Richardson et al v. Shubert et al

Filing 127

ORDER: ADOPTING Magistrate Judge Stewart's Findings & Recommendation 112 . Accordingly, Arizona Defendants' Motion for Summary Judgment 95 is granted as to the claims against Arizona Defendants after receipt of the Oregon court order on June 27, 2012, and is otherwise denied. It Is So Ordered. Signed on 12/28/15 by Judge Marco A. Hernandez. (jlr)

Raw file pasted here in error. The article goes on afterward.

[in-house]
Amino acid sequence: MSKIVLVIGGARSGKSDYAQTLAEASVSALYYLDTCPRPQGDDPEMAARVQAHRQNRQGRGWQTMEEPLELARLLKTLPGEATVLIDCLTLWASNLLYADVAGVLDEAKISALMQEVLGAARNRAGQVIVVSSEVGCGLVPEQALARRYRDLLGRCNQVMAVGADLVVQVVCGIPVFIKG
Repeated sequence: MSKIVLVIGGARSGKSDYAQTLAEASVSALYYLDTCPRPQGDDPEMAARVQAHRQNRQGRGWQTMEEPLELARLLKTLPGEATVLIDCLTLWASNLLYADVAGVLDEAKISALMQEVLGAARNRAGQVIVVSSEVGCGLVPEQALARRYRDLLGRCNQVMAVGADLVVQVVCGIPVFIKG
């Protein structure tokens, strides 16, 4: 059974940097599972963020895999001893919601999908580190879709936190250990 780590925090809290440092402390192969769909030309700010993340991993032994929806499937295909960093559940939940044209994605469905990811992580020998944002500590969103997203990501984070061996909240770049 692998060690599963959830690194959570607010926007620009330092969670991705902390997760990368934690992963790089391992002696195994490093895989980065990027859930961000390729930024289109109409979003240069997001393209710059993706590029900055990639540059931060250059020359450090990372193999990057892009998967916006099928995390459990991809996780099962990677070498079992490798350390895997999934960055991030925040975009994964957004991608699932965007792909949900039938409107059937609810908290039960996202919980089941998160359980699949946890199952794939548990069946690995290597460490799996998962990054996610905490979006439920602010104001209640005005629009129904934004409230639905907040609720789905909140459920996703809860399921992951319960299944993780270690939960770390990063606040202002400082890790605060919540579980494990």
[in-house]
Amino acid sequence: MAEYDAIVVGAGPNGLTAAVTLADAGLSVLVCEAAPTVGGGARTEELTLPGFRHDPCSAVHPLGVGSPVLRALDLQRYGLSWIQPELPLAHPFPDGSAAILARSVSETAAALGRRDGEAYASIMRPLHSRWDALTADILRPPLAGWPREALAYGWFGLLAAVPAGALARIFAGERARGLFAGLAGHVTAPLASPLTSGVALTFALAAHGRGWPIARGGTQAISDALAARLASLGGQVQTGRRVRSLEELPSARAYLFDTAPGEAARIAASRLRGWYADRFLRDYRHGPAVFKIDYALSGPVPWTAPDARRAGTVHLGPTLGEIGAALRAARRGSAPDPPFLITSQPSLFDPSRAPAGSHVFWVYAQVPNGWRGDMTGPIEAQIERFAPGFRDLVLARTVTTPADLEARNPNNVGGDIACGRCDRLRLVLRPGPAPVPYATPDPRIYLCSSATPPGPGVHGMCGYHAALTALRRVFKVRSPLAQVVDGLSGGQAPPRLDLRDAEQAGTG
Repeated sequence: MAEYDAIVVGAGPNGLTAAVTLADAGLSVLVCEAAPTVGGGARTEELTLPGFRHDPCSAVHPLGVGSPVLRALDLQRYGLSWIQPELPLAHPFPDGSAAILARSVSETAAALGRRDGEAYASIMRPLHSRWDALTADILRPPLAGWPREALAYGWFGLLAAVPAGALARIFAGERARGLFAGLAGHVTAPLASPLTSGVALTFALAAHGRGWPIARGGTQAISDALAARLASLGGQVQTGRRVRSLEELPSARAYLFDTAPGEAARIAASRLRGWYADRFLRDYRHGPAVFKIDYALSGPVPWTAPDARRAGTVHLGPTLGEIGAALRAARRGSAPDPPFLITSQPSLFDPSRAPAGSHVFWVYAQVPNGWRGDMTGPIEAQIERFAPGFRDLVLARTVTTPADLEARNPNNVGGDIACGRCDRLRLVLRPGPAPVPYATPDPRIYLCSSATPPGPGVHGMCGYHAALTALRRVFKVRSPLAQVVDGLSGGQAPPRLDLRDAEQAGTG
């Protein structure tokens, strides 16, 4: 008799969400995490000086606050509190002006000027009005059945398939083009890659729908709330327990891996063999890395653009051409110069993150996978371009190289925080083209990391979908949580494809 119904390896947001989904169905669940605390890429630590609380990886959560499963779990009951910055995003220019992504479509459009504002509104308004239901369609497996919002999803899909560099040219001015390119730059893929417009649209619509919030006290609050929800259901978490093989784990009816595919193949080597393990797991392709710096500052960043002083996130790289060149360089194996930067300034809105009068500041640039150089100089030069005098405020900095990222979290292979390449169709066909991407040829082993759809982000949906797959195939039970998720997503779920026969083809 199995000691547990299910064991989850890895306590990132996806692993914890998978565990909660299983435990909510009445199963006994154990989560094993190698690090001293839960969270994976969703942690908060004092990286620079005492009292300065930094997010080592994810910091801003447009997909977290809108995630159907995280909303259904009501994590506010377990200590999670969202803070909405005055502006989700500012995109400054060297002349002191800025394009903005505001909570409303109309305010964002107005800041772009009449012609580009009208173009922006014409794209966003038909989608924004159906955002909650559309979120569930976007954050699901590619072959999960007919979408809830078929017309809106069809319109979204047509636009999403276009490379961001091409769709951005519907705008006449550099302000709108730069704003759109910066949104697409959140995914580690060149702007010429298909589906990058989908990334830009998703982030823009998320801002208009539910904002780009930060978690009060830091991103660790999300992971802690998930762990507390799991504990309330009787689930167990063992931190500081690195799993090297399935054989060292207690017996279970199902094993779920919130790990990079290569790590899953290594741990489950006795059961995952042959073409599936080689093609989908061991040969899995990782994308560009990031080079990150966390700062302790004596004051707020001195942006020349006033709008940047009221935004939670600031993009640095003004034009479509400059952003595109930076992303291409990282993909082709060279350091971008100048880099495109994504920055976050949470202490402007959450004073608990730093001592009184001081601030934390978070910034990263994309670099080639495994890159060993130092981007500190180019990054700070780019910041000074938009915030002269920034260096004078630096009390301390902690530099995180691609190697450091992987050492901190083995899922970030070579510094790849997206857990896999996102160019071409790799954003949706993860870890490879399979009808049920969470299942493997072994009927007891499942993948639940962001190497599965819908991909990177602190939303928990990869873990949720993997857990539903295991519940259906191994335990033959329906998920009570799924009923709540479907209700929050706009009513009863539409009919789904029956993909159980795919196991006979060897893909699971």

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IN THE UNITED STATES DISTRICT COURT FOR THE DISTRICT OF OREGON KELLY J. RICHARDSON, and JAMES POWELL, personally and as next friend for I.R., a minor, and S.P., a minor, No 3:14-cv-01027-ST Plaintiffs, ORDER v. EMILIE SCHUBERT, in her individual capacity, GINGER VAN WINKLE, in her individual capacity, ERIN WIRTZ, in her individual capacity, JENNIE SMITH, in her individual capacity, KRISTIN LEMON, in her individual capacity, CARLOS CRUTCH, in his individual capacity, LINDSEY VERNOOY, in her individual capacity, DANIELLE SANTILI-DAY, in her individual capacity, Defendants. HERNÁNDEZ, District Judge: Magistrate Judge Stewart issued a Findings and Recommendation [112] on October 30, 2015, in which she recommends that this Court deny in part and grant in part the motion for summary judgment filed by Defendants Emilie Christman (formerly Schubert) and Ginger Van 1 - ORDER Winkle, (collectively, “Arizona Defendants”). The matter is now before me pursuant to 28 U.S.C. § 636(b)(1)(B) and Federal Rule of Civil Procedure 72(b). Plaintiffs filed timely objections to the Magistrate Judge’s Findings & Recommendation. When any party objects to any portion of the Magistrate Judge's Findings & Recommendation, the district court must make a de novo determination of that portion of the Magistrate Judge's report. 28 U.S.C. § 636(b)(1); Dawson v. Marshall, 561 F.3d 930, 932 (9th Cir. 2009); United States v. Reyna-Tapia, 328 F.3d 1114, 1121 (9th Cir. 2003) (en banc). Plaintiffs object to Judge Stewart’s conclusion that Arizona Defendants are entitled to absolute immunity for any actions they took after they received an Oregon court order giving custody of minor I.R. to the Oregon State Department of Human Services (ODHS). According to Plaintiffs, an Oregon court order does not have efficacy in Arizona until an Arizona court orders the Arizona employees to comply with the Oregon order. Because Arizona Defendants did not receive any such order from an Arizona court, Plaintiffs argue that Arizona Defendants are not entitled to absolute immunity for complying with the Oregon court order. Plaintiffs’ argument focuses on the fact that there were procedural events that the Arizona Defendants had to accomplish prior to complying with the Oregon order. Notably, Plaintiffs do not dispute that the Oregon order was facially valid nor do Plaintiffs dispute that the Oregon court had the ability to enter a protective custody order. 1 Nor do Plaintiffs offer any argument to refute the settled law that employees, such as the child safety workers in this case, are accorded absolute quasi-judicial immunity from liability for damages stemming from executing a facially valid court order. See Coverdell v. Dep't of Soc. & Health Servs., State of Wash., 834 F.2d 758, 1 There is a genuine issue of material fact as to whether ODHS workers made false statements and/or material omissions to the Oregon court in support of ODHS’ request for protective custody of I.R. See Findings & Recommendation, June 5, 2015, ECF 84 at 13. However, that issue goes to whether the ODHS workers are entitled to immunity for their actions, not to whether the order, once issued, was valid. 2 - ORDER 765 (9th Cir. 1987). As the Ninth Circuit has explained: “The rationale for immunizing persons who execute court orders is apparent. Such persons are themselves ‘integral parts of the judicial process.’” Id. (quoting Briscoe v. LaHue, 460 U.S. 325, 335 (1983). “The fearless and unhesitating execution of court orders is essential if the court's authority and ability to function are to remain uncompromised.” Id. Plaintiffs suggest that Arizona Defendants acted in bad faith to “create[] a situation in which the Oregon defendants’ falsehoods would not easily be discovered and thereby be successful to obtain the Oregon court order.” Pl.’s Obj. 4, ECF 114. However, Judge Stewart cites Arizona Defendants’ declarations, which Plaintiffs do not contest, stating that ODHS worker Erin Wirtz decided to seek an order from the Oregon court to take temporary custody of I.R. and, until June 27, 2012, Arizona Defendants had no knowledge that Wirtz had succeeded in obtaining the court order. At the point when ODHS arrived in Arizona with the Oregon court order, Arizona Defendants merely obeyed the valid court order and, therefore, they are entitled to the normal degree of quasi-judicial immunity. Plaintiffs are not without remedy, however. Judge Stewart denied Arizona Defendants’ request for immunity for any actions taken prior to June 27, 2012, the date on which ODHS arrived in Arizona and Arizona Defendants became aware of the Oregon court order. Therefore, Plaintiffs will have an opportunity at trial to allege that Arizona Defendants acted in bad faith prior to their compliance with the Oregon court order. The Court has carefully considered Plaintiffs’ objections and concludes there is no basis to modify the Findings & Recommendation. The Court also reviewed the pertinent portions of the record de novo and finds no other errors in the Magistrate Judge's Findings & Recommendation. 3 - ORDER CONCLUSION The Court ADOPTS Magistrate Judge Stewart’s Findings & Recommendation [112]. Accordingly, Arizona Defendants’ Motion for Summary Judgment [95] is granted as to the claims against Arizona Defendants after receipt of the Oregon court order on June 27, 2012, and is otherwise denied. IT IS SO ORDERED. DATED this __________ day of ___________________ , 2015. ____________________________________ MARCO A. HERNÁNDEZ United States District Judge 4 - ORDER